Posts Tagged ‘joe hertler’

Joe Hertler, The People’s Temple, more added to Common Ground Music Festival

Lansing bands Joe Hertler and the Rainbow Seekers and The People’s Temple have been added to the annual Common Ground Music Festival, held in July in downtown Lansing at Adado Riverfront Park.

Joe Hertler and the funk-bringing Rainbow Seekers perform on Sunday July 23 alongside Earth, Wind & Fire, the Robert Glasper Experiment and more. The band has many tour dates lined up this summer, including stops at the Summer Camp Music Festival in Illinois as well as many stops around Michigan.

Garage rock band The People’s Temple — who are in the middle of completing a U.S. tour — have been added to the bill on Saturday, July 12 alongside headliners Fitz and the Tantrums, Dr. Dog, Dale Earnhardt Jr. Jr. and more.

Lansing rappers James Gardin, L Soul and CyRus have been added to the hip-hop night featuring Big Sean, Juicy J and Machine Gun Kelly.

The Avett Brothers, Frontier Ruckus announced for Commonground; Jahshua Smith – The Final Season review

The Avett Brothers have been announced for the Commonground Music Festival held in downtown Lansing this summer and Frontier Ruckus have been announced to open for them.

Be on the lookout for more performer announcements in the future.

In other news, Lansing hip hop artist Jahshua Smith has released a new album called The Final Season.

Check out a review here, via Central Michigan Life:

Lansing emcee and BLAT! Pack member Jahshua Smith (formerly JYoung the General) released his new album “The Final Season” last week, and with almost an hour-and-a-half musical journey, the listen is a bit long but well worth it.

With cameos from a who’s-who of Michigan artists from Joe Hertler (on lead track “Seven Year Itch”) to fellow BLAT! Pack members Philthy, The Amature, Yellowkake and Red Pill, the diversity shown in the featured artists is just as diverse as the production on the tracks themselves. “Seven Year Itch” features Hertler’s soulful crooning on the chorus, while “Carry On/The Ark” features Philthy’s lisp-laden flow.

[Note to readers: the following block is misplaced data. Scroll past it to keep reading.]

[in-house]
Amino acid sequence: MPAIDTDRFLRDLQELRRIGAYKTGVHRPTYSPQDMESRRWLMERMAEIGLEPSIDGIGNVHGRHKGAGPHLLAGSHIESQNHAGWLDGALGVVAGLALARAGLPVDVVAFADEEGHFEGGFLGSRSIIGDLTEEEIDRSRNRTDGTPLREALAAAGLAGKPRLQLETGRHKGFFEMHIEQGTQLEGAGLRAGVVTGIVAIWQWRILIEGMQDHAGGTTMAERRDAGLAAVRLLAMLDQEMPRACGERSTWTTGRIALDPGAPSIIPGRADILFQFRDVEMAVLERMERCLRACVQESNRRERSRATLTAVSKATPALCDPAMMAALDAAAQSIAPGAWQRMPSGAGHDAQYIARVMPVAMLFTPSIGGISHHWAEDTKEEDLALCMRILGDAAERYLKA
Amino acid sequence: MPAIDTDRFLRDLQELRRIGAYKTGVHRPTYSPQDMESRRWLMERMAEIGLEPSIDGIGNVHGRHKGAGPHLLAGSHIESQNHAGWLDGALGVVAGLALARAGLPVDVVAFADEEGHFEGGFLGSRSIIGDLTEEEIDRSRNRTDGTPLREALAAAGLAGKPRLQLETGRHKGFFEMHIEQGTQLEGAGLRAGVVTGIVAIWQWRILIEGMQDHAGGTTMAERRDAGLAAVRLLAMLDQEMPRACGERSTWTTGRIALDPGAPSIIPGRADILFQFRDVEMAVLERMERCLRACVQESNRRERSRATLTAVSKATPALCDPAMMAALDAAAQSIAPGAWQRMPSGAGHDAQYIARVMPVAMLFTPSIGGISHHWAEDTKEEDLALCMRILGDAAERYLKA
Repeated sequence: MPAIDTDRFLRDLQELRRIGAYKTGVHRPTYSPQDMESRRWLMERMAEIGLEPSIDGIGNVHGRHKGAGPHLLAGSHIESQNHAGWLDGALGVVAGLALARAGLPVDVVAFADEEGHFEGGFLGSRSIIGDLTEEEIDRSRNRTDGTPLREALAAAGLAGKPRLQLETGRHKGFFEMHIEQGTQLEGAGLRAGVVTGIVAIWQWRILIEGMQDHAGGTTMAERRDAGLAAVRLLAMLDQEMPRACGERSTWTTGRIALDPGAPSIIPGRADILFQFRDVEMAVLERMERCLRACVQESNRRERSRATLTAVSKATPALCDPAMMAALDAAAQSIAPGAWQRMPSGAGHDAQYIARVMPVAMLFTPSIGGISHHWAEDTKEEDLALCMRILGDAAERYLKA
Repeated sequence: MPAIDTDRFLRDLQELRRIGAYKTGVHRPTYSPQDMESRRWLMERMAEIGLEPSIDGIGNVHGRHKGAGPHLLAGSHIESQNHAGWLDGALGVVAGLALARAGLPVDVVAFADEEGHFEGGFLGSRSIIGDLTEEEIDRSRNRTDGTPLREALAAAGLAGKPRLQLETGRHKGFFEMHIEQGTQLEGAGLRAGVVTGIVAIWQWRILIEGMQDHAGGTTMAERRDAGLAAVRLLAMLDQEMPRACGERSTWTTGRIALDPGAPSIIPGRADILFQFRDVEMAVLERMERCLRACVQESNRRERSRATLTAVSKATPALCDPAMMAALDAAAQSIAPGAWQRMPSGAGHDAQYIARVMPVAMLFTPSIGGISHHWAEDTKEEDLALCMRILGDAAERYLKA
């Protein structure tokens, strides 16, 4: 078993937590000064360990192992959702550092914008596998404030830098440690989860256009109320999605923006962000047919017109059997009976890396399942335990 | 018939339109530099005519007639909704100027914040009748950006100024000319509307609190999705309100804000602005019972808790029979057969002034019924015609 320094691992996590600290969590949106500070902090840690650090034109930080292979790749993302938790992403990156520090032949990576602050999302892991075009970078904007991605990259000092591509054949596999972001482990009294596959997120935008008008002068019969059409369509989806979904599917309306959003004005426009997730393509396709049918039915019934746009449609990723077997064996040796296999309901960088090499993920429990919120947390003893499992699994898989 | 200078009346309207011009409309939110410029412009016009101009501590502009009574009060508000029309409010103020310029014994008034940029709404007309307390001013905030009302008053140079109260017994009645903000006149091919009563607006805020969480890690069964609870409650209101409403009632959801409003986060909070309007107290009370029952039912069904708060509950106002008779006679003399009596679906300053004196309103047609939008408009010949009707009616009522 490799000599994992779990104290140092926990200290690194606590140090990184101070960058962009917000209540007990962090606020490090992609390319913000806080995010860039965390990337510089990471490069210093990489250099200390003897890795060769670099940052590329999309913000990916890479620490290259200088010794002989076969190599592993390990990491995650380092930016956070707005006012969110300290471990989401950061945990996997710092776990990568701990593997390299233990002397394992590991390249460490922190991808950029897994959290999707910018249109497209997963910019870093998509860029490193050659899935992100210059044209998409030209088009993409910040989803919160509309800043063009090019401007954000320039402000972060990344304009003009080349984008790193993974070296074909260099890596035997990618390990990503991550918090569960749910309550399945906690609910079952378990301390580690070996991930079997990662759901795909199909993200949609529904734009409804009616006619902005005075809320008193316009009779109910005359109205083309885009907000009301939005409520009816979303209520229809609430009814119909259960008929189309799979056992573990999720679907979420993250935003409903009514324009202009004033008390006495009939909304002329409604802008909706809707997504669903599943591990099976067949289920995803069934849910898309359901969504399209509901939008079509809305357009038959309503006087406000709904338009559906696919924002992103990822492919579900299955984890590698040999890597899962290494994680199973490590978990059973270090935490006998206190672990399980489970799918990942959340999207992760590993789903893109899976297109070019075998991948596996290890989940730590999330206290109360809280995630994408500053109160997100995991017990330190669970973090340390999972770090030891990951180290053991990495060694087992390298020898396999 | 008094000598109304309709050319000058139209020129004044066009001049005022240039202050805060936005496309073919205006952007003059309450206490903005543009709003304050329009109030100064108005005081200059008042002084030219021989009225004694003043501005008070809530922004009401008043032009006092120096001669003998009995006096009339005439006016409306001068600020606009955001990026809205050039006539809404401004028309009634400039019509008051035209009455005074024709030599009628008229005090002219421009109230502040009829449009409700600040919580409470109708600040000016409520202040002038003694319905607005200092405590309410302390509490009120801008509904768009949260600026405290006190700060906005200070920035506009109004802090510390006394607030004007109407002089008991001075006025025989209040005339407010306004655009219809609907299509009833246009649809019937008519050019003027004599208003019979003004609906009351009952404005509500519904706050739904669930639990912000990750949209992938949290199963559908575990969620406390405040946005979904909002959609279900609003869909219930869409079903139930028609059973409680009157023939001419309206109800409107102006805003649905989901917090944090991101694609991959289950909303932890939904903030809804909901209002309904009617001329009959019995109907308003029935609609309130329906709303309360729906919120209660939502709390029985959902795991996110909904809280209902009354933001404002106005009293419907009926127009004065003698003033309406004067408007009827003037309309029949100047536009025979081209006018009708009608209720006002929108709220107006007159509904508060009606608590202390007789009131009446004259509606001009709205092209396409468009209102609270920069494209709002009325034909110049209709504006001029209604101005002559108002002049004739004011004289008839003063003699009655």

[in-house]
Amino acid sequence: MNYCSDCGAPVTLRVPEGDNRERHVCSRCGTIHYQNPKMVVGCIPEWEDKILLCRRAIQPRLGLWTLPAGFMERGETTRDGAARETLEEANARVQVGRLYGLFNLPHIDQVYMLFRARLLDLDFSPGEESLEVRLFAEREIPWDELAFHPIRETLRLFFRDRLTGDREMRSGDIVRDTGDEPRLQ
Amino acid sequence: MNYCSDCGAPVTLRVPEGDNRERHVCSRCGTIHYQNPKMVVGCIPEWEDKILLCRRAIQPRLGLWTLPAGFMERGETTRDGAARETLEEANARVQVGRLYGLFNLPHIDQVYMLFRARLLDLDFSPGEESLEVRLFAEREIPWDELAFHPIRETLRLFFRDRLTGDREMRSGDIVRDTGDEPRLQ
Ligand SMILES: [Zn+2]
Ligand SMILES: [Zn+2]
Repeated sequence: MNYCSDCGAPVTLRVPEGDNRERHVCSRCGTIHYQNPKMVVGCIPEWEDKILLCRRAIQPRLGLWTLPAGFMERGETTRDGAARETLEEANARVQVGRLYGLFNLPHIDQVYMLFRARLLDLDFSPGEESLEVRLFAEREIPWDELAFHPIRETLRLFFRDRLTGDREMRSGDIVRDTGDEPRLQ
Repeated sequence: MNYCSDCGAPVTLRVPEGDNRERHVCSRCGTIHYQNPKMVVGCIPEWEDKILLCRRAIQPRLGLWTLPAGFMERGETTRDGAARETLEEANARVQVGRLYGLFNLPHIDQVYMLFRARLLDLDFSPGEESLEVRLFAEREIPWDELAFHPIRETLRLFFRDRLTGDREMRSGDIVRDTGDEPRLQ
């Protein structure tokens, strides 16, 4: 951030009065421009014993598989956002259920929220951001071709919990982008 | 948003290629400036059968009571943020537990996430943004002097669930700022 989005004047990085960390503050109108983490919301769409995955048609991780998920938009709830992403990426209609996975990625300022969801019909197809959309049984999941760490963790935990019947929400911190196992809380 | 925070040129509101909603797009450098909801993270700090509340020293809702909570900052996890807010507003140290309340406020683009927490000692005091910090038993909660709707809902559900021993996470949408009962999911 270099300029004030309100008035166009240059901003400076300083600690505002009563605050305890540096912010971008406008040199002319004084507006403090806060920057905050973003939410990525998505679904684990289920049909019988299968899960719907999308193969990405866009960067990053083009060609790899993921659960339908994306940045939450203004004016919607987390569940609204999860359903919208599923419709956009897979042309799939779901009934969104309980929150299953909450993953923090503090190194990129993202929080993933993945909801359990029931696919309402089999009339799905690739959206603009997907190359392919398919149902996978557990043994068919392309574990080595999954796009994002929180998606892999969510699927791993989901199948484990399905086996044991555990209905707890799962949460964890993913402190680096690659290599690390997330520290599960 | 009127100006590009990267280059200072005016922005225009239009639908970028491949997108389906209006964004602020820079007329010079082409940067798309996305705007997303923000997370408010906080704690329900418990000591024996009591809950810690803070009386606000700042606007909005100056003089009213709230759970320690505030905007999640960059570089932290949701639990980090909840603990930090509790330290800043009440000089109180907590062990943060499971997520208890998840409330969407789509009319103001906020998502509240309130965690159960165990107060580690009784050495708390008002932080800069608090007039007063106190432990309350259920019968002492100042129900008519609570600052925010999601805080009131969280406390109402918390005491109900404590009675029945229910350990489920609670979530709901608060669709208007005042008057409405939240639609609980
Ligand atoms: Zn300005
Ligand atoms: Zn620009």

Smith’s lyrics range from the political to the personal, with a party track thrown in here and there. On “Censored,” he raps about making it to college “but still had to wait for Uncle Sam to split the bill.”

It’s a bit of a stream-of-consciousness, pointed diatribe with a bit of hope tied to it. There’s a light at the end of the tunnel here.

“The Ghosts of Medgar Evers” is another political track drawing on the mindsets of Martin Luther King, Jr. and Malcolm X.

“They take up 130 words to sum up a black life,” Smith raps over a synthesizer and snare beat.

Smith’s flow is confident and powerful. Able to draw upon personal experiences, he channels a pent-up anger on his political tracks, while his laid-back style comes through on “Butt/Don’t Hold Back,” with its soulful guitar lead and interchangeable sample of the word “butt” with “but” cleverly implemented. It’s a party track “for the ladies,” as he says in a skit before the track.

He also takes time to dissect love and relationships with songs such as “Lylah’s Song.”

Smith’s travels down a few different avenues with this record and can cater to different groups. Including a few different bonus tracks, the album is a bit too long to listen to at once. The singles are where this album shines, but listening to the entire album helps the listener learn more about Smith: his triumphs, struggles and life. Regardless of what you listen to, you should pick this up. It’s got a bit for everyone and has Michigan roots.

 

Music of Mount Pleasant: Joe Hertler

We’re back with more Mount Pleasant music coverage…This time covering Joe Hertler and the Rainbow Seekers